Director duo Luke & Joseph scrutinise the “hero” narrative surrounding our key workers for mental health charity Mind
Those working in key industries like healthcare and emergency services often get labelled as heroes, but this new film and print campaign from McCann asks us what toll this might take on their mental health.
- 26 November 2021
- Dalia Al-Dujaili
Featuring a cast of real-life emergency responders, the new campaign for mental health charity Mind aims to reveal how the word “hero” can sometimes be burdensome for those who are encouraged to be labelled by it. The film hopes to show that emergency service workers, while worthy of their high praise, are also just ordinary people, and the “hero” badge might press them to feel like they’re unable to slip up or act human.
The film was directed by duo Luke and Joseph of Unit9, and created under agency McCann London. With the support of creative director Daniele Pulega and art director Michael Blakey, the film has soft visuals with a muted colour and a quiet tone to it, attempting to portray the humanity of the key workers it highlights. Luke Seomore claims that “the psychological states of the people" were what the duo aimed to highlight through the mood of the film. “Talking to Mind and McCann,” he continues, “we discovered a lot of emergency responders were trying to hide emotions, and we wanted to capture that feeling of something bubbling beneath the surface.” Visually, the pair wanted to make something “intimate and tactile,” and Seomore thinks director of photography David Procter captured this well – “an almost documentary approach but also heightened and cinematic. Shooting in real locations and with real-life emergency responders really gave the scenes that rich atmosphere we were searching for.”
It was also important for the film to portray a “sense of isolation and the juxtaposition of the everyday and the extraordinary,” Seomore tells us. “You may be sitting in a front room in South London but in your head, you’re reliving traumatic scenes, whether you are a paramedic or a firefighter. We wanted to capture that disconnect.” Each location, therefore, had to visually capture a sense of isolation and so all settings were carefully chosen; “the cocoon of a car or being completely withdrawn while kids run around you at a family birthday party,” explains the director. “Our camera team and art department did a great job at building these mini worlds and then the sound played an important part in getting the audience into the emergency responder’s headspace.” The directors spent a lot of time with the team at McCann and sound designer Will Frances at Craft, layering sounds with “audio clues,” describes Seomore; “a scream, the crunch of metal, the ripple of flames. They all help build that sense of the emotional maelstrom.”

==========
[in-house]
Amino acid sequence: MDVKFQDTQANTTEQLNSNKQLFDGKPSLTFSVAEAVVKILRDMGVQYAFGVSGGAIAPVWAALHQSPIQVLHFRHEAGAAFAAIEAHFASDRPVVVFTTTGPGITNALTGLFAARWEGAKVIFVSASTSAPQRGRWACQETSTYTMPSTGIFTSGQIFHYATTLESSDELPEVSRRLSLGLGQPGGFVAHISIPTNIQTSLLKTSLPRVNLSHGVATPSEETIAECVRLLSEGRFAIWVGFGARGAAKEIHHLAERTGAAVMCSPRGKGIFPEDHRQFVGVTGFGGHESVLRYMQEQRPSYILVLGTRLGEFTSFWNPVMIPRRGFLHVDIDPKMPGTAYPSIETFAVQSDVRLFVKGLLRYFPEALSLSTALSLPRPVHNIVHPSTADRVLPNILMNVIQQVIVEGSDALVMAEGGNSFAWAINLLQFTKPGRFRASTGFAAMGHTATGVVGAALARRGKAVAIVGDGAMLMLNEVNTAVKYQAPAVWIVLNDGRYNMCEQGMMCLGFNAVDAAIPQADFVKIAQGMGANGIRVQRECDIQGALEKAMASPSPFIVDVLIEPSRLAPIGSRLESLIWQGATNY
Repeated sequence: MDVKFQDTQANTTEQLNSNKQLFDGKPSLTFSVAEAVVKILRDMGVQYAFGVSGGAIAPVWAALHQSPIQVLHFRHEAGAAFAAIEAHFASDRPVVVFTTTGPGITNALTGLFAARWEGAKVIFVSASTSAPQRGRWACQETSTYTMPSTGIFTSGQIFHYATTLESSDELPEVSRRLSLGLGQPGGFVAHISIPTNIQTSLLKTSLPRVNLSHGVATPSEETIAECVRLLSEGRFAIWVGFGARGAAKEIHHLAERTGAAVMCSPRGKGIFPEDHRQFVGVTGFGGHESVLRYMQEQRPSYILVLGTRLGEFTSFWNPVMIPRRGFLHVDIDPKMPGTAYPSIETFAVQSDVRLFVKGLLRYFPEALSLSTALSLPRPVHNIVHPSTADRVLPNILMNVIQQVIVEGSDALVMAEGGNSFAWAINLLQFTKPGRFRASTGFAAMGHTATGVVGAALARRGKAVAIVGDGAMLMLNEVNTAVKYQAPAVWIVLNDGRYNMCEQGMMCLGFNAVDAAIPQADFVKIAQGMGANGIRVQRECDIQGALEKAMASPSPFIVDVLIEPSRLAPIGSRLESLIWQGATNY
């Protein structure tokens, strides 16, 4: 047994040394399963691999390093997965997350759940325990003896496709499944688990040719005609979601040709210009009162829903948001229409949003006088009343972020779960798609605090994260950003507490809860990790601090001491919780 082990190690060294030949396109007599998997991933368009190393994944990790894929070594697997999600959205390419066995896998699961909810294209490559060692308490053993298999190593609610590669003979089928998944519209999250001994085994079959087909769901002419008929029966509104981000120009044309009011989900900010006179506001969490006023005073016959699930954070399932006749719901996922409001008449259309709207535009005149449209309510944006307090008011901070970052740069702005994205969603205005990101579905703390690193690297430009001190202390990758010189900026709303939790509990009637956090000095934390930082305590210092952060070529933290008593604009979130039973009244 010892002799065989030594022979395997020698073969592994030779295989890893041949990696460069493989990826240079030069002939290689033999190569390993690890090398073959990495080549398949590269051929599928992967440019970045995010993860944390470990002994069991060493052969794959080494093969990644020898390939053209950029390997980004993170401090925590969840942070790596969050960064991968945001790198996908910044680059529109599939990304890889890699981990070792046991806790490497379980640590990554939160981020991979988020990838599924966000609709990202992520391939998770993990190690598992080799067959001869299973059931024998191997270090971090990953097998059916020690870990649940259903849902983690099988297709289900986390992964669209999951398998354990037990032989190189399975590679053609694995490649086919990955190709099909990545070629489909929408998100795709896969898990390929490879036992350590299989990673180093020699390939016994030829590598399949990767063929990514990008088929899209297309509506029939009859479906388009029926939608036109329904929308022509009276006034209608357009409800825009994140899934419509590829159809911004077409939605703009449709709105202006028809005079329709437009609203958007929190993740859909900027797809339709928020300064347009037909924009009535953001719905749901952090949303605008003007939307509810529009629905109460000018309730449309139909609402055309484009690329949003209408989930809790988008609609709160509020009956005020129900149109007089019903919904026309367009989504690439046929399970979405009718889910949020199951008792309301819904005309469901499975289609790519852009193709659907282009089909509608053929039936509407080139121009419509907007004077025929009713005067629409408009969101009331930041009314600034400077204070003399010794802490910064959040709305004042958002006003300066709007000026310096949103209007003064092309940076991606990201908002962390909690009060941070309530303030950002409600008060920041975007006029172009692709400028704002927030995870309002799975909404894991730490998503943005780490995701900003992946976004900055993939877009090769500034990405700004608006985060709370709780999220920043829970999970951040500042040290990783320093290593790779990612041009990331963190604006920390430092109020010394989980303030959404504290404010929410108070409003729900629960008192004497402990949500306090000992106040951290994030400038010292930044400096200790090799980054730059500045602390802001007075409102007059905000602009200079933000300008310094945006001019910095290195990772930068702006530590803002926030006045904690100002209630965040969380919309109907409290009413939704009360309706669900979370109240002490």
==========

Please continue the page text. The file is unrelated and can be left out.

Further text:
Given the sensitive nature of the shoot, the creative team were careful to not push their cast members: “The cast were recalling intense shifts they lived through,” explains Seomore. Dave the firefighter, for example, who has been retired for 10 years, has suffered from PTSD but he has learned to manage that and feed it into acting jobs. “He was sitting in that car weeping thinking of colleagues he’d lost on shifts,” Seomore continues. “It was inspiring and humbling to witness each cast member get into that headspace, and you can definitely feel that tension on screen.”
As well as the short campaign film, McCann has produced a print campaign to accompany the moving visuals. It features several headlines describing key workers as “heroes” from magazines and newspapers, which have then been torn and pasted into a collage. The Heroes campaign has launched with the aim of raising awareness of Mind’s Blue Light programme of mental health support for emergency responders – the work spans TV, radio, OOH and social media.
Luke & Joseph, McCann: Heroes (Copyright © Mind, 2021)
About the Author
Dalia joined It’s Nice That as a news writer in July 2021 after graduating in English Literature from The University of Edinburgh. She's written for various indie publications such as Azeema and Notion, and ran her own magazine and newsletter platforming marginalised creativity.